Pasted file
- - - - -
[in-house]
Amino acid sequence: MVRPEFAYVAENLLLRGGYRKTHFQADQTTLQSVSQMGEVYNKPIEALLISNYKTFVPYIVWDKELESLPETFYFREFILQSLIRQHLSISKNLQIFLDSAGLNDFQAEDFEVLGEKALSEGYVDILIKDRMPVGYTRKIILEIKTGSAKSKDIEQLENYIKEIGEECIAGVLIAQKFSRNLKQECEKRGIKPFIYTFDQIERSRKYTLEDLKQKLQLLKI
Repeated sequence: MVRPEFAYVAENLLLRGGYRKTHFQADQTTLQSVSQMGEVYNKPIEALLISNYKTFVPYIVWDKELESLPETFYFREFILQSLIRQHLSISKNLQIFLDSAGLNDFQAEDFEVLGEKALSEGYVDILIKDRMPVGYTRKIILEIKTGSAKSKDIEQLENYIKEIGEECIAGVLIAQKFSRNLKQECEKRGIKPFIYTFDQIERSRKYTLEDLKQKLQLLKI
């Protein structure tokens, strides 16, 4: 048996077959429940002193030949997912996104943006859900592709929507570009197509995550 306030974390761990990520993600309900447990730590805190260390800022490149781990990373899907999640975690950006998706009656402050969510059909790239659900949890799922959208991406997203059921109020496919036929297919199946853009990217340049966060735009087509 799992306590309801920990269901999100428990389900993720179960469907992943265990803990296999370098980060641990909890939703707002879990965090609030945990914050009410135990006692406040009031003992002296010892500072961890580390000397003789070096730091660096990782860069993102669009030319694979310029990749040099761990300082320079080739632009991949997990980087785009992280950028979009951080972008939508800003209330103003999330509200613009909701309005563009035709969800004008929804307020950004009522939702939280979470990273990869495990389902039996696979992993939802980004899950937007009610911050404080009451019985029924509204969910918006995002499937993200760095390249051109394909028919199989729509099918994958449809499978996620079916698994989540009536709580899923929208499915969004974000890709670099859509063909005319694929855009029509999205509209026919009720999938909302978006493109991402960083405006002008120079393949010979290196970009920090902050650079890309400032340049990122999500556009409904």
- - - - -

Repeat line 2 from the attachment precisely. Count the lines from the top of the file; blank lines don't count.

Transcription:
Amino acid sequence: MVRPEFAYVAENLLLRGGYRKTHFQADQTTLQSVSQMGEVYNKPIEALLISNYKTFVPYIVWDKELESLPETFYFREFILQSLIRQHLSISKNLQIFLDSAGLNDFQAEDFEVLGEKALSEGYVDILIKDRMPVGYTRKIILEIKTGSAKSKDIEQLENYIKEIGEECIAGVLIAQKFSRNLKQECEKRGIKPFIYTFDQIERSRKYTLEDLKQKLQLLKI